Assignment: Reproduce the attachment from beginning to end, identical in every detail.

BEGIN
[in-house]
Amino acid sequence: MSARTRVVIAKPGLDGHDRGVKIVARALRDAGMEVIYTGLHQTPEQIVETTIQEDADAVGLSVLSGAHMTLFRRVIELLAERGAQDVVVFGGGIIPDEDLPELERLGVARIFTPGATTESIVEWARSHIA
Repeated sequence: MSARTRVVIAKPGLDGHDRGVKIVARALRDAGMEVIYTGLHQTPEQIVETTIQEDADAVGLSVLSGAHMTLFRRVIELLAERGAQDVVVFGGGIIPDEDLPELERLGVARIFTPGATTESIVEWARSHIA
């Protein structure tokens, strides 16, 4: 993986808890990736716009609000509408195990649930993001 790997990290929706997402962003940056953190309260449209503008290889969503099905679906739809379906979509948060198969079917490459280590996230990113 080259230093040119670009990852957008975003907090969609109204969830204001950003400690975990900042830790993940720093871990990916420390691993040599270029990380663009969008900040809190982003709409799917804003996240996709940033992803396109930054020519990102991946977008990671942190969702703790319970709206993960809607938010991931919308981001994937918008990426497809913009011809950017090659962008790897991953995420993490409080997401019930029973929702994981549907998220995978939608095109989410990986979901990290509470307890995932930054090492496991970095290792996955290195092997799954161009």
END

[in-house]
Amino acid sequence: MSARTRVVIAKPGLDGHDRGVKIVARALRDAGMEVIYTGLHQTPEQIVETTIQEDADAVGLSVLSGAHMTLFRRVIELLAERGAQDVVVFGGGIIPDEDLPELERLGVARIFTPGATTESIVEWARSHIA
Repeated sequence: MSARTRVVIAKPGLDGHDRGVKIVARALRDAGMEVIYTGLHQTPEQIVETTIQEDADAVGLSVLSGAHMTLFRRVIELLAERGAQDVVVFGGGIIPDEDLPELERLGVARIFTPGATTESIVEWARSHIA
């Protein structure tokens, strides 16, 4: 993986808890990736716009609000509408195990649930993001 790997990290929706997402962003940056953190309260449209503008290889969503099905679906739809379906979509948060198969079917490459280590996230990113 080259230093040119670009990852957008975003907090969609109204969830204001950003400690975990900042830790993940720093871990990916420390691993040599270029990380663009969008900040809190982003709409799917804003996240996709940033992803396109930054020519990102991946977008990671942190969702703790319970709206993960809607938010991931919308981001994937918008990426497809913009011809950017090659962008790897991953995420993490409080997401019930029973929702994981549907998220995978939608095109989410990986979901990290509470307890995932930054090492496991970095290792996955290195092997799954161009």